The Enright model of forgiveness, developed in 1991 by Robert Enright and the Human Development Study Group, is a comprehensive model involving four phases. The uncovering phase consists of confronting the nature of the offense and understanding how holding resentment has had negative impacts. The decision phase consists of making the conscious choice to forgive and committing to this choice. The work phase involves the active process of forgiving, which includes reframing the situation and viewing the offender from a different perspective. The final phase, the deepening phase, occurs after forgiveness has been achieved. In this phase, one can find new meaning in their suffering and experience emotional relief.13

The REACH model is a five-step process developed by Everett Worthington and detailed in his book Five Steps to Forgiveness: The Art and Science of Forgiving. In addition to writing about his research, Worthington relates forgiveness to his personal story of how he coped with his mother’s murder.14 The REACH model is effective because it focuses on the emotional element of forgiveness—changing the negative emotions associated with holding on to a grudge to the positive emotions related to forgiveness.15 The five steps require a person to:14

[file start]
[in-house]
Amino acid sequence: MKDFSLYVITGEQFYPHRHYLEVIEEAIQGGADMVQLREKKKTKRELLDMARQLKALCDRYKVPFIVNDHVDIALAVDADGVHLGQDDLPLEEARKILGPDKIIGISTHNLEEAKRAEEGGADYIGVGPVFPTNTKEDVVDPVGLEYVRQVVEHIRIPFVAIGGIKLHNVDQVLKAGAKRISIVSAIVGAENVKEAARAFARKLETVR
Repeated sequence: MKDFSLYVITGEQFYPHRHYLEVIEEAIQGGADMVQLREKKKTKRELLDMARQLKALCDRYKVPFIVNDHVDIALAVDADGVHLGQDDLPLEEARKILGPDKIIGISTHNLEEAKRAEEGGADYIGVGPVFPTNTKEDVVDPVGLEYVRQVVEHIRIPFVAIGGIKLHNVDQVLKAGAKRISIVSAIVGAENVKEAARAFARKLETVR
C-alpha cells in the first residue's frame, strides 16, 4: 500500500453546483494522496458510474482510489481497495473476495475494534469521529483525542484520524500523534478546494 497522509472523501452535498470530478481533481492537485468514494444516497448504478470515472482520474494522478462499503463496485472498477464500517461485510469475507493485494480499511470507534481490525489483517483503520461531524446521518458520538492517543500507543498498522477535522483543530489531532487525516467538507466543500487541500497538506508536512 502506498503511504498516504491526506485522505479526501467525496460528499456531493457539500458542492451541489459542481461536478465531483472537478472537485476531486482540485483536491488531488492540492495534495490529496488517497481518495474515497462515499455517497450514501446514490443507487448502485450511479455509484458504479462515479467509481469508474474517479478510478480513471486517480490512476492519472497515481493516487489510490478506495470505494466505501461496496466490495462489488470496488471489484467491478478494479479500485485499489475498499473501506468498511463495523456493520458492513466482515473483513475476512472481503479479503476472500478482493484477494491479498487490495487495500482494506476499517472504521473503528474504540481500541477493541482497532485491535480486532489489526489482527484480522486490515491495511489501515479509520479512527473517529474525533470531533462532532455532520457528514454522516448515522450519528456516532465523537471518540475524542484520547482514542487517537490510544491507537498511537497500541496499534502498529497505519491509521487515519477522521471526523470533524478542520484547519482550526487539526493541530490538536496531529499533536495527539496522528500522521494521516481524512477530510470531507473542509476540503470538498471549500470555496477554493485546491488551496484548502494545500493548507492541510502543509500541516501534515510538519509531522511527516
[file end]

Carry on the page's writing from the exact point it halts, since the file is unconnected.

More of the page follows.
• Recall the hurt
  • Empathize with the offender
  • Give an altruistic gift of forgiveness
  • Commit to forgiving
  • Hold on to forgiveness

Decision-Based Interventions

Decision-based interventions rely more heavily on cognitive strategies and are much shorter in length than process-based interventions. In this type of intervention, clients take part in 1- to 2-hour sessions with either their offender or other victims, where the wrongdoing is explicitly discussed and the decision to forgive is made. For example, one particular approach, detailed by Worthington and DiBlasio in a 1990 article, produces a scene in which two individuals engage in a “forgiveness session.”16 Here, they take turns offering one another forgiveness and committing to changing their ways to prevent future transgression.13

Other activities used in forgiveness interventions include the following:17

  • Defining and understanding forgiveness
  • Using positive and negative visualizations related to the event to promote awareness and reframing